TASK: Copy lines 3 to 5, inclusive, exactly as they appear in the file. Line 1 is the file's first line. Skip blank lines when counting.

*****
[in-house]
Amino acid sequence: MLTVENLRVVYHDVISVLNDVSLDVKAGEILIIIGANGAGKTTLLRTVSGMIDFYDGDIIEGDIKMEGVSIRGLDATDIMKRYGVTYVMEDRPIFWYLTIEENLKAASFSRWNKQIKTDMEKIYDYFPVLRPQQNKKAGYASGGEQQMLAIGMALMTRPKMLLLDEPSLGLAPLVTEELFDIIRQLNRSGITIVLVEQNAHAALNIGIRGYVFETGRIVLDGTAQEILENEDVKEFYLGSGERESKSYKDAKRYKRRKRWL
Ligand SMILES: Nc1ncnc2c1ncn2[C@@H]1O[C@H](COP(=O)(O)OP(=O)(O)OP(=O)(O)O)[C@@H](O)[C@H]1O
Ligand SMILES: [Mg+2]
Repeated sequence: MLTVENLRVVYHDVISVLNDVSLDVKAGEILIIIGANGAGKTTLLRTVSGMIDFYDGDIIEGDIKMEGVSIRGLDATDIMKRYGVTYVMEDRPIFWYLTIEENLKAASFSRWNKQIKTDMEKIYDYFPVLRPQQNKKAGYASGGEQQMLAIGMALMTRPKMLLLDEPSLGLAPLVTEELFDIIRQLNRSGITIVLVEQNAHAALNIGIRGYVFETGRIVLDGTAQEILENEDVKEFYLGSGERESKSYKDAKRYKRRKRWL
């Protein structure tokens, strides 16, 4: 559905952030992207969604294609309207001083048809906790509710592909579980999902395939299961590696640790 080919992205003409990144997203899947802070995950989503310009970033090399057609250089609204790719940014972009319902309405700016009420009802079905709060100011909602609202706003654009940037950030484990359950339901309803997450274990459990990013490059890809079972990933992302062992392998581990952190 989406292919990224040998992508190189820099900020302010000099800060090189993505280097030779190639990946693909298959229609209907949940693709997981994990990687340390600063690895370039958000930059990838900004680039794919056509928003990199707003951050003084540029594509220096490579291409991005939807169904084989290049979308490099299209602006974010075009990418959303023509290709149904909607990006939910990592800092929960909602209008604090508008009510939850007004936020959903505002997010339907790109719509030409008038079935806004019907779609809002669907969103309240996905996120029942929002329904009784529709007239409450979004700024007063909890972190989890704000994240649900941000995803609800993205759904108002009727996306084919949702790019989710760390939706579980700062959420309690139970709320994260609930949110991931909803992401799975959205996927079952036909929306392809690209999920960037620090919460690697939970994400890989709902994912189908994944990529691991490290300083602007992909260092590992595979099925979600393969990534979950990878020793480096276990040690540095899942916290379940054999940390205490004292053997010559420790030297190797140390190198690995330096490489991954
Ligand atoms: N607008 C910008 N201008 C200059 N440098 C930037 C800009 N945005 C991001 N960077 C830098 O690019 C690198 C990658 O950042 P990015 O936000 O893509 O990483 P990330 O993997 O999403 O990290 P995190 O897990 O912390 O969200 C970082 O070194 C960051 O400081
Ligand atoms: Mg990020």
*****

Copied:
Ligand SMILES: Nc1ncnc2c1ncn2[C@@H]1O[C@H](COP(=O)(O)OP(=O)(O)OP(=O)(O)O)[C@@H](O)[C@H]1O
Ligand SMILES: [Mg+2]
Repeated sequence: MLTVENLRVVYHDVISVLNDVSLDVKAGEILIIIGANGAGKTTLLRTVSGMIDFYDGDIIEGDIKMEGVSIRGLDATDIMKRYGVTYVMEDRPIFWYLTIEENLKAASFSRWNKQIKTDMEKIYDYFPVLRPQQNKKAGYASGGEQQMLAIGMALMTRPKMLLLDEPSLGLAPLVTEELFDIIRQLNRSGITIVLVEQNAHAALNIGIRGYVFETGRIVLDGTAQEILENEDVKEFYLGSGERESKSYKDAKRYKRRKRWL